Reforestation proposed as alternative to military service in Paraguay

The president of the Permanent Commission of the National Congress of Paraguay and deputy of the Authentic Radical Liberal Party, Antonio Buzarquis, appears in the office of the president of the Lower House to present the draft bill of the Compulsory Civil Service, in Asunción, Paraguay. Jan. 16, 2019. EPA-EFE/Carlos Villar Ortiga

Asuncion, Jan 16 (epa-efe).- Paraguay’s main opposition Liberal Party announced Wednesday a bill to offer conscription-age men the chance to do reforestation as an alternative to military service.

Liberal lawmaker Antonio Buzarquis told reporters that the new Obligatory Civil Service would also be a «job training» tool.

The draft legislation explains that conscientious objectors must present an official declaration and, once approved, they will be «obliged to provide Compulsory Civil Service for the benefit of the public.»

The bill also states that environmental projects such as reforestation will be promoted.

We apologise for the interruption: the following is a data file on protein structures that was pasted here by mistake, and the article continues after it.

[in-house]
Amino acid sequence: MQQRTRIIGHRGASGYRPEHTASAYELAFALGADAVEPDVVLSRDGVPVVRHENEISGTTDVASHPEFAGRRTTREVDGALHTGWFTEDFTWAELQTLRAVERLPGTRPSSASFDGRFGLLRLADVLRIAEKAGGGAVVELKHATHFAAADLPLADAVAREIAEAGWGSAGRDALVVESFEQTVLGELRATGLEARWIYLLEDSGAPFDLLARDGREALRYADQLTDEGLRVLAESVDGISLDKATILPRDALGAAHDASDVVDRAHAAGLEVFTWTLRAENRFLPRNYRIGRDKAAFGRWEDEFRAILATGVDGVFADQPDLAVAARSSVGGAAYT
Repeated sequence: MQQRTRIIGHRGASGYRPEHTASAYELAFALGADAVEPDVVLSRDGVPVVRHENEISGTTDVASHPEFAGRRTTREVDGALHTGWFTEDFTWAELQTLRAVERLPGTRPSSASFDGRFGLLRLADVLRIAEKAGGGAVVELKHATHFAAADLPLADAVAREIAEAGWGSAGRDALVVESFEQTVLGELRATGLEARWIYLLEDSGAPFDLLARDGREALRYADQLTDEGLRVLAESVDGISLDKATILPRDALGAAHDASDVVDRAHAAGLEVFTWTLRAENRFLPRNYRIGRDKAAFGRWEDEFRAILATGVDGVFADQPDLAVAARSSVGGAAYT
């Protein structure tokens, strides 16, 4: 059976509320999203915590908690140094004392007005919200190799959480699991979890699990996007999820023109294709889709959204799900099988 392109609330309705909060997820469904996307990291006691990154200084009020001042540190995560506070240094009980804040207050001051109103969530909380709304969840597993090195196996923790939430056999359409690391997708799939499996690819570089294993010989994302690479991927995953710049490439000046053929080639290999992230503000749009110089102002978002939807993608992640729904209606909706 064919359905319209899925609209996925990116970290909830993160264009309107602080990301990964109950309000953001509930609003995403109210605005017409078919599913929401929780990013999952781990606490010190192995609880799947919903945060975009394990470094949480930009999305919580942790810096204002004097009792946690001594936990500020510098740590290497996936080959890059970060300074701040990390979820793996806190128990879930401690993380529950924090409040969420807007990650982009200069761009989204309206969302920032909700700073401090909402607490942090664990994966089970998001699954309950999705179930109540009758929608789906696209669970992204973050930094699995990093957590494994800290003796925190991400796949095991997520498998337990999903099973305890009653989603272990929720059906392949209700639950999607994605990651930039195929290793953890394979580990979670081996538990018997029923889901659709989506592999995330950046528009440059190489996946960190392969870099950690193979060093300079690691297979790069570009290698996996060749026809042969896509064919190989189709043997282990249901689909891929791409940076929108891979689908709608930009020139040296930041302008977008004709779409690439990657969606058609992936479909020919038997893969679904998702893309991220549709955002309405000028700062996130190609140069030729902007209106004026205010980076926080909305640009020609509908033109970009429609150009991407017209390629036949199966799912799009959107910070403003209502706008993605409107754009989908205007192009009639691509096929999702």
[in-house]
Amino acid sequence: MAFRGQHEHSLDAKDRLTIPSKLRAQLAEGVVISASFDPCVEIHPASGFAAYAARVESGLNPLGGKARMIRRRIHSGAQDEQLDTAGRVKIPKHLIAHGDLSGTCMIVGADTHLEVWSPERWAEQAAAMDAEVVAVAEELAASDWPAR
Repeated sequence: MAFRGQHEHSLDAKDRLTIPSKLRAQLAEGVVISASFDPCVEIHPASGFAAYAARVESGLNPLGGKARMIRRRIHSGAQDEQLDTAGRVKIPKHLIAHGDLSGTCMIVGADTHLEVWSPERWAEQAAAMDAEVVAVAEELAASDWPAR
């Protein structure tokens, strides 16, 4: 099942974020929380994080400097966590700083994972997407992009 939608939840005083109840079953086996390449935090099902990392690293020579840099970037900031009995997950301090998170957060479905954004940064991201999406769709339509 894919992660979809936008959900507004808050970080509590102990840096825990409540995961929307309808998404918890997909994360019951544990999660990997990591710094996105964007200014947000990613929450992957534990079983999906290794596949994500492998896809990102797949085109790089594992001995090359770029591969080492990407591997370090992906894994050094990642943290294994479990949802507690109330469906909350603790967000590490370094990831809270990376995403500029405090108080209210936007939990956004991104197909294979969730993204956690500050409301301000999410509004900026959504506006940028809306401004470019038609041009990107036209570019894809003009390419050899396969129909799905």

«I would love to see an army of 30,000 youths reforesting the Republic of Paraguay,» Buzarquis said, pointing to the damage caused by deforestation in the Chaco region.

Among the recognized institutions included in the bill are schools, hospitals, social-welfare agencies and emergency services, as well as NGOs and non-profit entities.

Young objectors will have a period of 20 days after having been called to service by the armed forces to present their declarations before the National Ombud’s Office.

After completing their community service, young Paraguayans will receive a certificate of compliance, which will exempt them from «paying any military fee» – currently stipulated under the Mandatory Military Service Law.

Enacted in 1975 during the 1954-1989 dictatorship of Gen. Alfredo Stroessner, the law requires all males between the ages of 17 and 20 to do military service for a period usually ranging from 30 to 90 days.

In 2010, Paraguay adopted legislation establishing the right of conscientious objectors to refuse military service on religious or ethical grounds.

For Buzarquis, the proposal is designed to alleviate Paraguay’s skilled labor deficit and to ease high youth unemployment.

Late last month, hundreds of youths stood in line for hours outside a government office in Asuncion to apply for recognition as conscientious objectors amid a mobilization against conscription.

The heightened interest came after statements by conservative President Mario Abdo Benitez praising mandatory military service.

«I have signed the authorization for my son Santiago to do Mandatory Military Service. I’m proud that he can serve his country with patriotism. I’m convinced it will be an experience that will serve him for the rest of his life,» the president wrote on Twitter.